CO2 Plasma Jet
Controlling the electron dynamics in radio-frequency driven micro plasma jets for efficient CO2 conversion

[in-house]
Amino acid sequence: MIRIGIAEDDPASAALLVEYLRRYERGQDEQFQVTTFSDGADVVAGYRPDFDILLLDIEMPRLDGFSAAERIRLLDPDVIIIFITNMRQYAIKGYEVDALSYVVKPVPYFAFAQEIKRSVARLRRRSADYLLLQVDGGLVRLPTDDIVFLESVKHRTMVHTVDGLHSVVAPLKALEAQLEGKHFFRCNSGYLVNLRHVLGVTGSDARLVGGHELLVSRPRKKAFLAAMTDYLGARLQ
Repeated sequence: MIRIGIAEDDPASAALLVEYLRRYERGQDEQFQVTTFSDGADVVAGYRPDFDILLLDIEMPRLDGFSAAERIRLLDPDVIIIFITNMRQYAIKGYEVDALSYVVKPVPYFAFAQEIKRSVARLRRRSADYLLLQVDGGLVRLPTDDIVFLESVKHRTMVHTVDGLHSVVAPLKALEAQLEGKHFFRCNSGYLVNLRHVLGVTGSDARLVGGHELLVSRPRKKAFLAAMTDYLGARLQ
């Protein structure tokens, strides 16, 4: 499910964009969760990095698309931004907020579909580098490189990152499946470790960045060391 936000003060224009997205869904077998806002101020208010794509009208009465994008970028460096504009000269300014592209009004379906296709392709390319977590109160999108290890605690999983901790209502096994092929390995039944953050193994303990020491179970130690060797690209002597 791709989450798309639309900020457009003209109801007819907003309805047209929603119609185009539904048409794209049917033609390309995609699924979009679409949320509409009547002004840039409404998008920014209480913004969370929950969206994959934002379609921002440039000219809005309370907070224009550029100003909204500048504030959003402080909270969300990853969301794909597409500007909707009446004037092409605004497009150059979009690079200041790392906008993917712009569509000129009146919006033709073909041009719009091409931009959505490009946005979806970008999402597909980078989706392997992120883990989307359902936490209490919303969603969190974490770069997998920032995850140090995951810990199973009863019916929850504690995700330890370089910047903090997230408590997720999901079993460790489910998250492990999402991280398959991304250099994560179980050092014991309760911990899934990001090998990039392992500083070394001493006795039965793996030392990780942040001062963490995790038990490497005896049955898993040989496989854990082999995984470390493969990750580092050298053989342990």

The idea of re-using CO2 and converting it into valuable chemicals has been the focus of scientific and public interest for several years. However, it has been shown that thermal CO2 conversion is not very efficient. However, low-temperature plasmas with their "mild" operating conditions that can be controlled in a wide range can be a promising alternative to enabling energy-efficient CO2 conversion using energetic electrons instead of pure heat. In this project, high-frequency driven atmospheric pressure microplasmajets are proposed and the potentials and limits of their application for CO2 conversion are fundamentally investigated based on numerical simulation. In these plasmas it is possible to adjust the electron energy distribution function (EEDF) to control the distribution of energy going into different modes. This should make it possible to create energy-efficient and thus important channels for CO2 dissociation. This applies in particular to the energy component, which goes into the vibrational excitation crucial for efficient dissociation of CO2. In order to control electron dynamics by means of tailored excitation voltage waveform, the origin of the EEDF must be fundamentally understood. The German group will concentrate on the investigation of the coupling between plasma kinetics and EEDF control as well as the different dissociation mechanisms. The Russian group will work on the determination of the vibrational distribution and the neutral chemistry in the effluent of the plasma jet on the long time scale.